What a treat!
A deaf 7-month-old Spanish Water Dog named Rafa learned how to communicate with sign language and perform tricks to sign language commands in just eight weeks.
Owner Jo Lee Page said she first learned her dog was deaf in June 2022 when he failed to react to certain noises.
“Within a day of having him he wasn’t responding to any noise and he wouldn’t wake up when we came in,” said Page. “He didn’t respond to loud drilling noise or the smoke alarm going off.”
Instead, the pooch used his visual senses to pick up cues.
“Rafa would turn his head when other puppies heard noises and would follow all of them,” said Page. “He was always good at following cues from other puppies.”
According to Page, her family wanted to look at other dogs, but Page said that when she googled sign language for dogs “it opened up a whole new world.”
“The training is all done with hand signals. Thumbs up are used for praise,” explained Page. “You can’t use hands in a negative way, so showing something to be unacceptable is difficult.”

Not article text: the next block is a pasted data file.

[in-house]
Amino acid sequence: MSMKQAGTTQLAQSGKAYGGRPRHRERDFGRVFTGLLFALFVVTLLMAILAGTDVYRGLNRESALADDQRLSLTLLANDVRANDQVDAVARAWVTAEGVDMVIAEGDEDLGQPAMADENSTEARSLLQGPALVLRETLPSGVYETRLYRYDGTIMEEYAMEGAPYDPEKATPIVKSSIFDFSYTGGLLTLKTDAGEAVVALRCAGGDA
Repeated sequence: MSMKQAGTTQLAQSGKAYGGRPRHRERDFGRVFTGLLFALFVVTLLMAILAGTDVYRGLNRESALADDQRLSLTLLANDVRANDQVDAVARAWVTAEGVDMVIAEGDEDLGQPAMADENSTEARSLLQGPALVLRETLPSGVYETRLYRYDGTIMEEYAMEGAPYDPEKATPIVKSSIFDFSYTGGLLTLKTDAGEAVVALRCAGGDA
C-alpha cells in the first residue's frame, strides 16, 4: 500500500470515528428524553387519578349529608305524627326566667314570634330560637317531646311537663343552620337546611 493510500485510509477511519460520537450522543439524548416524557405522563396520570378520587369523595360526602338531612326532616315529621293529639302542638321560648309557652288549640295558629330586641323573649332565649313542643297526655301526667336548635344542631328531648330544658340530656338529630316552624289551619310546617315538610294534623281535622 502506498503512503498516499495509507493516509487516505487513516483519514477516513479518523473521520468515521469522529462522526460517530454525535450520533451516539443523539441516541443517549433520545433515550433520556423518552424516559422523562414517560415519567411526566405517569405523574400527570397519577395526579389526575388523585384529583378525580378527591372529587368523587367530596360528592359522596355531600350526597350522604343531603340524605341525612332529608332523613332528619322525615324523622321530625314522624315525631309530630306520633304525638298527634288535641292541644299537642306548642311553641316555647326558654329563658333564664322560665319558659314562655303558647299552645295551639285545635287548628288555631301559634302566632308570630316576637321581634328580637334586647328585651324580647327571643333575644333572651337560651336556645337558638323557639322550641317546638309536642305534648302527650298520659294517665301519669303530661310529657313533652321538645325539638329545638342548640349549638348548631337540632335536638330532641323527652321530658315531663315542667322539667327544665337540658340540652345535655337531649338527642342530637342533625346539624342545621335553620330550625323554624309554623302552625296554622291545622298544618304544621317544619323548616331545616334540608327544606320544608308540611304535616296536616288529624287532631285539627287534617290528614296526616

Page says that despite being a “normal puppy” Rafa is less motivated by treats than by toys.
“He is a typical puppy but with no awareness,” explained Page.
In all, the pooch has learned nine commands such as: “sit”, “stand”, “watch me,” “spin,” “give paw,” “lie down,” “come,” “stay” and “safe” – where he will walk under Page’s legs, turn around and stay there.
Page says the experience, “has been a big education for the whole family.”
“This is only the beginning of his journey and we just take it a day at a time,” she said. “Most people wouldn’t have bothered.”
“Our initial thoughts were that it would be hard or impossible to train a dog who can’t hear,” she continued.
“We thought it would definitely be impossible to drop his lead on a walk. Education and training have proven that all of our fears were false.”
According to Page, the pup makes sure that everyone is within his line of sight before continuing on the walk.
“We have been amazed with how often he watches us, checks in with us and trots along next to or behind us,” exclaimed Page.
“If we are walking as a family he looks to make sure we are all present and in his line of sight, especially when road walking, and often won’t move until the children are in front of him so he can keep an eye on them.”